If a person has been in a car accident or they’re stuck beneath rubble in a burning building, the Jaws of Life are a necessity.

Specialized fluids like phosphate esters are required for the Jaws of Life, as this fluid is resistant to fire. The pistons in the Jaws of Life work opposite one another, where when one lifts, the other drops. 

firefighters using extrication tools

A valve switch and piston cylinder control most Jaws of Life tools, the switch which is controllable by an operator. The operator also manages the amount of fluid, which is often roughly a quart used.

The ram sends a piston rod in and out to separate parts of a structure until the firefighter can get to the victim. 

Cutters made of aluminum alloy will move in a scissor-like motion, with a mouth or blades that close and open according to hydraulics. The alloy steel used to make the piston rod in the cutters is fire-resistant as well.  

If a firefighter needs to slice through rubble, car doors or parts of a building, they’ll use the cutters for the job.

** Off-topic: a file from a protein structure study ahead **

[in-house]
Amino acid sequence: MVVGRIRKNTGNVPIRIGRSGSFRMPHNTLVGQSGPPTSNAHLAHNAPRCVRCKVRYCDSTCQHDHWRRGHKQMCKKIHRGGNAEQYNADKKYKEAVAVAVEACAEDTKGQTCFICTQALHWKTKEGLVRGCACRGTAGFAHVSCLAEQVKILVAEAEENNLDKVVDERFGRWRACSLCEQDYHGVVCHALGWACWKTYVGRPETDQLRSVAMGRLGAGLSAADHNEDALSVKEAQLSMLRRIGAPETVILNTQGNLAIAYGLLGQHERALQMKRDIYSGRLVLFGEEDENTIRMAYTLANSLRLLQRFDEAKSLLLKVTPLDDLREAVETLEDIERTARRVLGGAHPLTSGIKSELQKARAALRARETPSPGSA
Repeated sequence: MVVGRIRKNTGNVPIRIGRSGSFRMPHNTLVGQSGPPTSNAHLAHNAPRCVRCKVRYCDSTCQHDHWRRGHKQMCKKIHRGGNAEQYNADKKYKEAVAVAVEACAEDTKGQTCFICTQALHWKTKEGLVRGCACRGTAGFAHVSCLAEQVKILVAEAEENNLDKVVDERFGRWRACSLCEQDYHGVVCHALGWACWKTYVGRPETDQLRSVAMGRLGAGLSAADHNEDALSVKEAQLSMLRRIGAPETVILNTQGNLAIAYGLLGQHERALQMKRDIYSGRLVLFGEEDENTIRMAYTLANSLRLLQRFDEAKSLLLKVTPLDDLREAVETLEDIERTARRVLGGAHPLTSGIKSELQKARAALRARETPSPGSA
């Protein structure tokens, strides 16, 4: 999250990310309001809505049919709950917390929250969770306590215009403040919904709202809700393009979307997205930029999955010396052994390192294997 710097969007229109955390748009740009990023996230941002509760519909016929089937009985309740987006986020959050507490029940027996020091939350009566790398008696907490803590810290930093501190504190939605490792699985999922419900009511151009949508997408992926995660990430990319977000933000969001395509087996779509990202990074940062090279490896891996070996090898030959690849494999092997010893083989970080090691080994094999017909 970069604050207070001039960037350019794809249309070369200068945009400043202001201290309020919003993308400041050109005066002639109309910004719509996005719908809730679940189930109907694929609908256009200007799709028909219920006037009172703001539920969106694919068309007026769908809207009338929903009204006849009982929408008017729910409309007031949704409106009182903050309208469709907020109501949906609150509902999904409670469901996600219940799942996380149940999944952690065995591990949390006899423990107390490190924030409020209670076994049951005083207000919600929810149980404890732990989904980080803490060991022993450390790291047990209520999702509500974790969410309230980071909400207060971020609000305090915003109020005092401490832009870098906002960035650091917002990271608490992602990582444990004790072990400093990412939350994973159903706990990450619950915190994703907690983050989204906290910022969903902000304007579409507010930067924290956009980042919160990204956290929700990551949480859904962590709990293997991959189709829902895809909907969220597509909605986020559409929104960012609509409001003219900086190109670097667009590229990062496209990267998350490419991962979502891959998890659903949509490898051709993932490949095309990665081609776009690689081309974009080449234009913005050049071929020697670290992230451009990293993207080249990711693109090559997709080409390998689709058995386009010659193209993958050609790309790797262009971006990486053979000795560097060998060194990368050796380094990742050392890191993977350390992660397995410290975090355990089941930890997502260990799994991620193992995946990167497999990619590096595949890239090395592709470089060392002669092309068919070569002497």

Cutters may be spreaders as well in a combination tool. A spreader will have pointed blades for locking into a building or vehicle and pulling it back to reveal a victim. 

Hydraulic Ladders

The last crucial piece of equipment on a fire truck, ladders let firefighters reach the heights necessary to do their job. 

Since building heights differ, firefighters will carry an assortment of ladders with them on the fire truck. Some of these will be powered by hydraulics to lift and descend smoothly as well as quickly.  

Besides the above, it’s also a common sight for fire extinguishers, fire hoses, and floodlights to be onboard a fire truck. 

What Are the Differences Between a Fire Engine and a Fire Truck?

Now that we’ve examined fire engines and fire trucks in-depth, it’s time to take a look at the list of differences between the two vehicles that we laid out in the intro. 

Fire Engines Arrive on the Scene First

Although both fire engines and fire trucks serve integral roles in saving lives and putting out fires, it’s more common for a fire engine to arrive first so they can begin working on the blaze. 

Minutes afterward, if even that, the fire trucks will be on the way.